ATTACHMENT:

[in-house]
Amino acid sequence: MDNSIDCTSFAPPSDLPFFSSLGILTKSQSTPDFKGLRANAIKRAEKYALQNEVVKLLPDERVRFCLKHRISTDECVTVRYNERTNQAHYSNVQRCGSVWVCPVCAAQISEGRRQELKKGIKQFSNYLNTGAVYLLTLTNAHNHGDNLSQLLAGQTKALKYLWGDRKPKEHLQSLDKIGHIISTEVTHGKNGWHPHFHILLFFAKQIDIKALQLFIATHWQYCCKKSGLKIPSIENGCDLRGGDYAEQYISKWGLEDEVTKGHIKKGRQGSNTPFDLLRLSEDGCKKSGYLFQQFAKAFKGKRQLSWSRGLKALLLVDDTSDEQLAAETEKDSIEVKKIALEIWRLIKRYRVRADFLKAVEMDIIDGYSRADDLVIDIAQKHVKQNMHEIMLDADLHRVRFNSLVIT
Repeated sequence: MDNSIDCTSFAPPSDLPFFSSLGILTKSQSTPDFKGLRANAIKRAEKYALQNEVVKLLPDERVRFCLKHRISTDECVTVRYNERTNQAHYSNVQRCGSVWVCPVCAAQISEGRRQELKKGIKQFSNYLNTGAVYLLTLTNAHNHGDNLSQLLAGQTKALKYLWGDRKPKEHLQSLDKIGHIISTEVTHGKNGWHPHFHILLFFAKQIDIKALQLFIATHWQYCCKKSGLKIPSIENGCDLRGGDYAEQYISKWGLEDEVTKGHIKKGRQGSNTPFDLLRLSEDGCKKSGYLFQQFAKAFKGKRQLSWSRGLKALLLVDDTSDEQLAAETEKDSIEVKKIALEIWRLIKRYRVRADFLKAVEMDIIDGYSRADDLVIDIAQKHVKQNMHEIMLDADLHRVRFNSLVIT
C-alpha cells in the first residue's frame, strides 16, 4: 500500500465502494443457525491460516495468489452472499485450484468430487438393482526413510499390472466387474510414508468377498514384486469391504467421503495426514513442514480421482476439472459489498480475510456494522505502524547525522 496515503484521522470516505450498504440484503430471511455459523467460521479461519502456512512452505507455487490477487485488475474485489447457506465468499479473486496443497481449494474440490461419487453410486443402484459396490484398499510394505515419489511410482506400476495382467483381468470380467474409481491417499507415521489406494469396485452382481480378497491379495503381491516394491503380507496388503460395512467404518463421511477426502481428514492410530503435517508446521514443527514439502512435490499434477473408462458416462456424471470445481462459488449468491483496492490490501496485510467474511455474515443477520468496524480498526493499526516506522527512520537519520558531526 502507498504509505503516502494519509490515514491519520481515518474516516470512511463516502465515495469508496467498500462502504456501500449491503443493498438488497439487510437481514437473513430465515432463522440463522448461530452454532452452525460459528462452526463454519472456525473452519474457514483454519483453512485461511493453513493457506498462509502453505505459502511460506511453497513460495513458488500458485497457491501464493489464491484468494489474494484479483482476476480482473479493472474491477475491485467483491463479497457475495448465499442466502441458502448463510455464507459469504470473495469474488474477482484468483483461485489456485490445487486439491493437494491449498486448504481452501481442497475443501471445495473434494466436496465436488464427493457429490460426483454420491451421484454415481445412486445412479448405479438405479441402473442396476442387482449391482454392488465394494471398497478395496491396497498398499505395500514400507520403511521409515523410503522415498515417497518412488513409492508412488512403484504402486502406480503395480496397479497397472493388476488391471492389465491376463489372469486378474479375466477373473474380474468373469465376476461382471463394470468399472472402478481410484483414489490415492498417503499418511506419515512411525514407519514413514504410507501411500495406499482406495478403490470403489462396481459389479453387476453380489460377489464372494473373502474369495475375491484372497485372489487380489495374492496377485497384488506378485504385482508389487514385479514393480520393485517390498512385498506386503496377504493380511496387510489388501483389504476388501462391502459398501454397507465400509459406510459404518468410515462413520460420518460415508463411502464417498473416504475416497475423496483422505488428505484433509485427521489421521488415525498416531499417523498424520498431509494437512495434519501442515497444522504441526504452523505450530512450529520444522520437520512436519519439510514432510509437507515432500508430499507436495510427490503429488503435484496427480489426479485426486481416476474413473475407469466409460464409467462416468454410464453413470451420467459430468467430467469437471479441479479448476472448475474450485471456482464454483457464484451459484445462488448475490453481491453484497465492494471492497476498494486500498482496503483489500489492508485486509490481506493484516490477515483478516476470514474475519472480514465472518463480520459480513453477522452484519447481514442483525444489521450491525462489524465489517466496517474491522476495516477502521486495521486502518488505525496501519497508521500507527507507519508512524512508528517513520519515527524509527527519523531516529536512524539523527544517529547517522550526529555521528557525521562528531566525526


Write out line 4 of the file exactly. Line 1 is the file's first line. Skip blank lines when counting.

C-alpha cells in the first residue's frame, strides 16, 4: 500500500465502494443457525491460516495468489452472499485450484468430487438393482526413510499390472466387474510414508468377498514384486469391504467421503495426514513442514480421482476439472459489498480475510456494522505502524547525522 496515503484521522470516505450498504440484503430471511455459523467460521479461519502456512512452505507455487490477487485488475474485489447457506465468499479473486496443497481449494474440490461419487453410486443402484459396490484398499510394505515419489511410482506400476495382467483381468470380467474409481491417499507415521489406494469396485452382481480378497491379495503381491516394491503380507496388503460395512467404518463421511477426502481428514492410530503435517508446521514443527514439502512435490499434477473408462458416462456424471470445481462459488449468491483496492490490501496485510467474511455474515443477520468496524480498526493499526516506522527512520537519520558531526 502507498504509505503516502494519509490515514491519520481515518474516516470512511463516502465515495469508496467498500462502504456501500449491503443493498438488497439487510437481514437473513430465515432463522440463522448461530452454532452452525460459528462452526463454519472456525473452519474457514483454519483453512485461511493453513493457506498462509502453505505459502511460506511453497513460495513458488500458485497457491501464493489464491484468494489474494484479483482476476480482473479493472474491477475491485467483491463479497457475495448465499442466502441458502448463510455464507459469504470473495469474488474477482484468483483461485489456485490445487486439491493437494491449498486448504481452501481442497475443501471445495473434494466436496465436488464427493457429490460426483454420491451421484454415481445412486445412479448405479438405479441402473442396476442387482449391482454392488465394494471398497478395496491396497498398499505395500514400507520403511521409515523410503522415498515417497518412488513409492508412488512403484504402486502406480503395480496397479497397472493388476488391471492389465491376463489372469486378474479375466477373473474380474468373469465376476461382471463394470468399472472402478481410484483414489490415492498417503499418511506419515512411525514407519514413514504410507501411500495406499482406495478403490470403489462396481459389479453387476453380489460377489464372494473373502474369495475375491484372497485372489487380489495374492496377485497384488506378485504385482508389487514385479514393480520393485517390498512385498506386503496377504493380511496387510489388501483389504476388501462391502459398501454397507465400509459406510459404518468410515462413520460420518460415508463411502464417498473416504475416497475423496483422505488428505484433509485427521489421521488415525498416531499417523498424520498431509494437512495434519501442515497444522504441526504452523505450530512450529520444522520437520512436519519439510514432510509437507515432500508430499507436495510427490503429488503435484496427480489426479485426486481416476474413473475407469466409460464409467462416468454410464453413470451420467459430468467430467469437471479441479479448476472448475474450485471456482464454483457464484451459484445462488448475490453481491453484497465492494471492497476498494486500498482496503483489500489492508485486509490481506493484516490477515483478516476470514474475519472480514465472518463480520459480513453477522452484519447481514442483525444489521450491525462489524465489517466496517474491522476495516477502521486495521486502518488505525496501519497508521500507527507507519508512524512508528517513520519515527524509527527519523531516529536512524539523527544517529547517522550526529555521528557525521562528531566525526